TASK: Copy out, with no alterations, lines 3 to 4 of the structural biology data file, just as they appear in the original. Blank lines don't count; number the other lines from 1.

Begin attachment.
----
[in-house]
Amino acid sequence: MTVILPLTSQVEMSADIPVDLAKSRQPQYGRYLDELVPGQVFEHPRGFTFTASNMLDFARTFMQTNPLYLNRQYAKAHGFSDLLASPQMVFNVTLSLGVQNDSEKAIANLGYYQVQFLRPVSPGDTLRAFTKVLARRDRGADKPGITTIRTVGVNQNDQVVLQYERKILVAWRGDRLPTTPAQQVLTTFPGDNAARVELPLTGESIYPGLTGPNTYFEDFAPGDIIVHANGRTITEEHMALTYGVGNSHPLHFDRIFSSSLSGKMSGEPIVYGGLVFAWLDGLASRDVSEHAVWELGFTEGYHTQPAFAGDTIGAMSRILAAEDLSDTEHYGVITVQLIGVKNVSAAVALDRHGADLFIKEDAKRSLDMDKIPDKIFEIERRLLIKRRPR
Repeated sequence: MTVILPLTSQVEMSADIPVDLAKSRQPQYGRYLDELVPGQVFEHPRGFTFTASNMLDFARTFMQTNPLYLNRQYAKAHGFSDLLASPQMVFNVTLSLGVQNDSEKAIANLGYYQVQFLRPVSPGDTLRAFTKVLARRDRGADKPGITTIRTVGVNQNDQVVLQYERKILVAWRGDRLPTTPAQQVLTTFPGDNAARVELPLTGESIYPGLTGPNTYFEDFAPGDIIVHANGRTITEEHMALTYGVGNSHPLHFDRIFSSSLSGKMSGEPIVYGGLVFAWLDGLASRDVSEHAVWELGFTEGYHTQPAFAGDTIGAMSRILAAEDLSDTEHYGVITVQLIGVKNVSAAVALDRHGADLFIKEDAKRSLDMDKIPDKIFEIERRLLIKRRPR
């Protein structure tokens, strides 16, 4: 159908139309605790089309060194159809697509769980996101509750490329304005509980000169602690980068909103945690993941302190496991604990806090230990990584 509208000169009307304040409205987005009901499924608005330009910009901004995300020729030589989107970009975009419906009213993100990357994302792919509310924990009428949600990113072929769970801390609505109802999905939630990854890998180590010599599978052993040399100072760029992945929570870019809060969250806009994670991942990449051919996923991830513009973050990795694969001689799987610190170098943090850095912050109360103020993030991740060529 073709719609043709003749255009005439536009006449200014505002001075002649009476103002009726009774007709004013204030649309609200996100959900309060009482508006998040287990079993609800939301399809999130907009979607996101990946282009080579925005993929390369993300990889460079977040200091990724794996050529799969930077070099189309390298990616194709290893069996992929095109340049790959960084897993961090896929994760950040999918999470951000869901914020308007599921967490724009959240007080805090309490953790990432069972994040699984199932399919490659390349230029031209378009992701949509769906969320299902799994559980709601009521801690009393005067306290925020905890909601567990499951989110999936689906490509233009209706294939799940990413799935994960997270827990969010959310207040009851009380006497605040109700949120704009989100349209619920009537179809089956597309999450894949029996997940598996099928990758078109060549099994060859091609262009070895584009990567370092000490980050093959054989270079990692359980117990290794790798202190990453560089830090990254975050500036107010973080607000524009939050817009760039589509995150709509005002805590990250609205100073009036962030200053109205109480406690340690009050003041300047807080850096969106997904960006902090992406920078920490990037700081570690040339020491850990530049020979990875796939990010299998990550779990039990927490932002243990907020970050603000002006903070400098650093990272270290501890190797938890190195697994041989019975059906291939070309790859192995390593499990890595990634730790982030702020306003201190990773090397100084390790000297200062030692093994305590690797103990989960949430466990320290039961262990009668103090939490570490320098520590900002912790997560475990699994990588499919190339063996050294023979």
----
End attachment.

Repeated sequence: MTVILPLTSQVEMSADIPVDLAKSRQPQYGRYLDELVPGQVFEHPRGFTFTASNMLDFARTFMQTNPLYLNRQYAKAHGFSDLLASPQMVFNVTLSLGVQNDSEKAIANLGYYQVQFLRPVSPGDTLRAFTKVLARRDRGADKPGITTIRTVGVNQNDQVVLQYERKILVAWRGDRLPTTPAQQVLTTFPGDNAARVELPLTGESIYPGLTGPNTYFEDFAPGDIIVHANGRTITEEHMALTYGVGNSHPLHFDRIFSSSLSGKMSGEPIVYGGLVFAWLDGLASRDVSEHAVWELGFTEGYHTQPAFAGDTIGAMSRILAAEDLSDTEHYGVITVQLIGVKNVSAAVALDRHGADLFIKEDAKRSLDMDKIPDKIFEIERRLLIKRRPR
């Protein structure tokens, strides 16, 4: 159908139309605790089309060194159809697509769980996101509750490329304005509980000169602690980068909103945690993941302190496991604990806090230990990584 509208000169009307304040409205987005009901499924608005330009910009901004995300020729030589989107970009975009419906009213993100990357994302792919509310924990009428949600990113072929769970801390609505109802999905939630990854890998180590010599599978052993040399100072760029992945929570870019809060969250806009994670991942990449051919996923991830513009973050990795694969001689799987610190170098943090850095912050109360103020993030991740060529 073709719609043709003749255009005439536009006449200014505002001075002649009476103002009726009774007709004013204030649309609200996100959900309060009482508006998040287990079993609800939301399809999130907009979607996101990946282009080579925005993929390369993300990889460079977040200091990724794996050529799969930077070099189309390298990616194709290893069996992929095109340049790959960084897993961090896929994760950040999918999470951000869901914020308007599921967490724009959240007080805090309490953790990432069972994040699984199932399919490659390349230029031209378009992701949509769906969320299902799994559980709601009521801690009393005067306290925020905890909601567990499951989110999936689906490509233009209706294939799940990413799935994960997270827990969010959310207040009851009380006497605040109700949120704009989100349209619920009537179809089956597309999450894949029996997940598996099928990758078109060549099994060859091609262009070895584009990567370092000490980050093959054989270079990692359980117990290794790798202190990453560089830090990254975050500036107010973080607000524009939050817009760039589509995150709509005002805590990250609205100073009036962030200053109205109480406690340690009050003041300047807080850096969106997904960006902090992406920078920490990037700081570690040339020491850990530049020979990875796939990010299998990550779990039990927490932002243990907020970050603000002006903070400098650093990272270290501890190797938890190195697994041989019975059906291939070309790859192995390593499990890595990634730790982030702020306003201190990773090397100084390790000297200062030692093994305590690797103990989960949430466990320290039961262990009668103090939490570490320098520590900002912790997560475990699994990588499919190339063996050294023979």